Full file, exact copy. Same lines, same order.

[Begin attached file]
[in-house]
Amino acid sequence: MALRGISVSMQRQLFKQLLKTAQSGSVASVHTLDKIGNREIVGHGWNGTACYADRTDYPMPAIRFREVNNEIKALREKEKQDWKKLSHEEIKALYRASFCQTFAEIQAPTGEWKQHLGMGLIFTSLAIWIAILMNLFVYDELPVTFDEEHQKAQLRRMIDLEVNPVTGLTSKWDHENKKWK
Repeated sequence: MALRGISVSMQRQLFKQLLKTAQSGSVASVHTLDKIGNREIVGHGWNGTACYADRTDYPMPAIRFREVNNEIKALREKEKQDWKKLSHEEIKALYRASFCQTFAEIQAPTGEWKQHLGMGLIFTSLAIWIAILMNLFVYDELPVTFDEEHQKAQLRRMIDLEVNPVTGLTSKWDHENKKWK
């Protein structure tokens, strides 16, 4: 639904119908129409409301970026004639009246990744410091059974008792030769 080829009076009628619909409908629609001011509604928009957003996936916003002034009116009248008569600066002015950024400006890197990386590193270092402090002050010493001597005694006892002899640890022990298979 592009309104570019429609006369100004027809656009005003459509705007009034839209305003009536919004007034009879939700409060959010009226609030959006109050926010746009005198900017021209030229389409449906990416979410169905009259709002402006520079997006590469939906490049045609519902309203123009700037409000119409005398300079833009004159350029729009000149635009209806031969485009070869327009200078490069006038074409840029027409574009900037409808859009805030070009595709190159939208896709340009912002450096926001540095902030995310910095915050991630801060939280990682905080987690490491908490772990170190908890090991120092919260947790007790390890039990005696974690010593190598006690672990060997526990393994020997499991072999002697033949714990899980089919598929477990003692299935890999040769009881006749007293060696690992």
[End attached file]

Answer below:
[in-house]
Amino acid sequence: MALRGISVSMQRQLFKQLLKTAQSGSVASVHTLDKIGNREIVGHGWNGTACYADRTDYPMPAIRFREVNNEIKALREKEKQDWKKLSHEEIKALYRASFCQTFAEIQAPTGEWKQHLGMGLIFTSLAIWIAILMNLFVYDELPVTFDEEHQKAQLRRMIDLEVNPVTGLTSKWDHENKKWK
Repeated sequence: MALRGISVSMQRQLFKQLLKTAQSGSVASVHTLDKIGNREIVGHGWNGTACYADRTDYPMPAIRFREVNNEIKALREKEKQDWKKLSHEEIKALYRASFCQTFAEIQAPTGEWKQHLGMGLIFTSLAIWIAILMNLFVYDELPVTFDEEHQKAQLRRMIDLEVNPVTGLTSKWDHENKKWK
């Protein structure tokens, strides 16, 4: 639904119908129409409301970026004639009246990744410091059974008792030769 080829009076009628619909409908629609001011509604928009957003996936916003002034009116009248008569600066002015950024400006890197990386590193270092402090002050010493001597005694006892002899640890022990298979 592009309104570019429609006369100004027809656009005003459509705007009034839209305003009536919004007034009879939700409060959010009226609030959006109050926010746009005198900017021209030229389409449906990416979410169905009259709002402006520079997006590469939906490049045609519902309203123009700037409000119409005398300079833009004159350029729009000149635009209806031969485009070869327009200078490069006038074409840029027409574009900037409808859009805030070009595709190159939208896709340009912002450096926001540095902030995310910095915050991630801060939280990682905080987690490491908490772990170190908890090991120092919260947790007790390890039990005696974690010593190598006690672990060997526990393994020997499991072999002697033949714990899980089919598929477990003692299935890999040769009881006749007293060696690992």